The voice in his head was louder and more distinct this time. It was no longer an unintelligible beast that prowled and hunted and slammed itself against the walls. It thought and it watched and it had more of a sense of direction than he himself had ever possessed.

(I'll find them, I'll find all of them, and I'll kill them. One by one until they'll have nothing left, until they'll be like I was. Trapped in a yellow warehouse begging in their own pool of blood. I will kill each and every one of them. I owe it to them. They owe it to me. It is fate. It is…

Out, out, damned spot.)

He ran into a man on the street, the man turned to look at him a quirk of his eyebrows and his lips tugging into a frown. He backed up slightly holding up his hands in apology. He attempted to find his vocal chords but he felt as if they had been lost in the shuffle. He eventually found them lodged in the throat.

"Sorry." He said, surprised at the quality of the voice, he had always thought he sounded louder. The man turned and walked on, he did the same.

He began to read the names of the streets some of them striking distant chords of familiarity within him, like bells they reverberated drowning out that screaming in his head for a few precious moments. He'd pause and read the words again. He'd see better, brighter, days on these streets. On those days there had been birds perched upon the street lamps and the sun had hung high in the sky, a benevolent watchful eye of some god whose name he had forgotten.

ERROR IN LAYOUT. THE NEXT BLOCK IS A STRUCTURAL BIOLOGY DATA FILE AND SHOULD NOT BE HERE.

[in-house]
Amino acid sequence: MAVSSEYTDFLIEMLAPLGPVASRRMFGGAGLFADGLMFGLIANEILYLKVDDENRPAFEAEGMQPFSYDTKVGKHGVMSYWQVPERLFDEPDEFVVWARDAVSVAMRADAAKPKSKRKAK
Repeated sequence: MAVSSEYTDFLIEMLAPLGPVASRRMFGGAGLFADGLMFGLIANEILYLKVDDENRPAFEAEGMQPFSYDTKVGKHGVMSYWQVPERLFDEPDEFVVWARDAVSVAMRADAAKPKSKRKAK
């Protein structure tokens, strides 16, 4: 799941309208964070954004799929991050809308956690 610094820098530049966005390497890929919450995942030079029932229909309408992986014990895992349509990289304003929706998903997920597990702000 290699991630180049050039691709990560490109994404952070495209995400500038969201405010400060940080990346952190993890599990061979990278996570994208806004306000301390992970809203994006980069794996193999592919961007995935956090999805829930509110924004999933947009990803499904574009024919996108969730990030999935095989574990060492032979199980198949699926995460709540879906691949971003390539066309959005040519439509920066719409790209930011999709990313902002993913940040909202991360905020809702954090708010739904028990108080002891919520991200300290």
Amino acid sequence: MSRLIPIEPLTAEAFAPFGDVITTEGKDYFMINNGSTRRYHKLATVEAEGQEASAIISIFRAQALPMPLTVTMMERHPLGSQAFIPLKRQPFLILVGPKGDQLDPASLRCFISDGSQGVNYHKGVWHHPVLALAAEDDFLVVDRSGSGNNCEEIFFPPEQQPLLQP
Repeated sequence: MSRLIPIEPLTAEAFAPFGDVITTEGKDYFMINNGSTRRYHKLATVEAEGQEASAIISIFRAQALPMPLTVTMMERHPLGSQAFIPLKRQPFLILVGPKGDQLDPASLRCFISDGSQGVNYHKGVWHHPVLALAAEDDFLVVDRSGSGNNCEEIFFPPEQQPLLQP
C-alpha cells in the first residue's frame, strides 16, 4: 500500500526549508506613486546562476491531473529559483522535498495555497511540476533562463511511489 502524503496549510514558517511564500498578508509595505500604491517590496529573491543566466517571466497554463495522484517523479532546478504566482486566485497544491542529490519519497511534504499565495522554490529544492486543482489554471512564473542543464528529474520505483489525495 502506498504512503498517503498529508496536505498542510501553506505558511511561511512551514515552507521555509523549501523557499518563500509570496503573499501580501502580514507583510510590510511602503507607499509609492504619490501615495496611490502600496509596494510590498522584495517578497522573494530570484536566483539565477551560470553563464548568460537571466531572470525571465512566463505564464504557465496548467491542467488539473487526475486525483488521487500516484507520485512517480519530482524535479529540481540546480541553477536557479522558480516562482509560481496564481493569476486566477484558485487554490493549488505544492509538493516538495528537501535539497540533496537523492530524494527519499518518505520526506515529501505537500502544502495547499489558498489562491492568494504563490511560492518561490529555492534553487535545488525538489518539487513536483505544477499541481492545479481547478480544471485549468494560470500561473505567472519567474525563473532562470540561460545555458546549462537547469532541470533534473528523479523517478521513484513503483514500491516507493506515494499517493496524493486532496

He stood, bare legs, bare feet, hands in coat pocket looking at the sky for some sign of light. Something. Anything to take away from the screaming.

(How dare they? How could it have ended like that? They disposed of him as if he were nothing, as if it had all been for… It wasn't for nothing. That didn't make it worthless. All those years. All the lives spent and wasted. No, not for nothing.

He'd find them. He'd start with the ones that didn't matter and work his way down. He'd descend leaving the child for last. His judge and executioner, yes, he'd be the last. He'd find him, he'd find him and take that mask from him. Rip the mask away. Rip it away until he had nothing! Until he was bleeding and naked in his own grave.

No, it wasn't for…)

He brushed auburn hair out of his eyes and watched the street lamps for any sign of light.

And it was cold and it was sharp and it was so very jagged and bright.

As he stared at the absent stars and the glowing streetlamps his mind ran over faces he had assumed he had forgotten. A girl, a young woman, in a wheel chair staring at nothingness as if she had already died; her eyes had once been so very bright. Something about that face, those dead empty eyes staring at him, felt as if someone had pushed a silver pin into his chest and just let it rest there.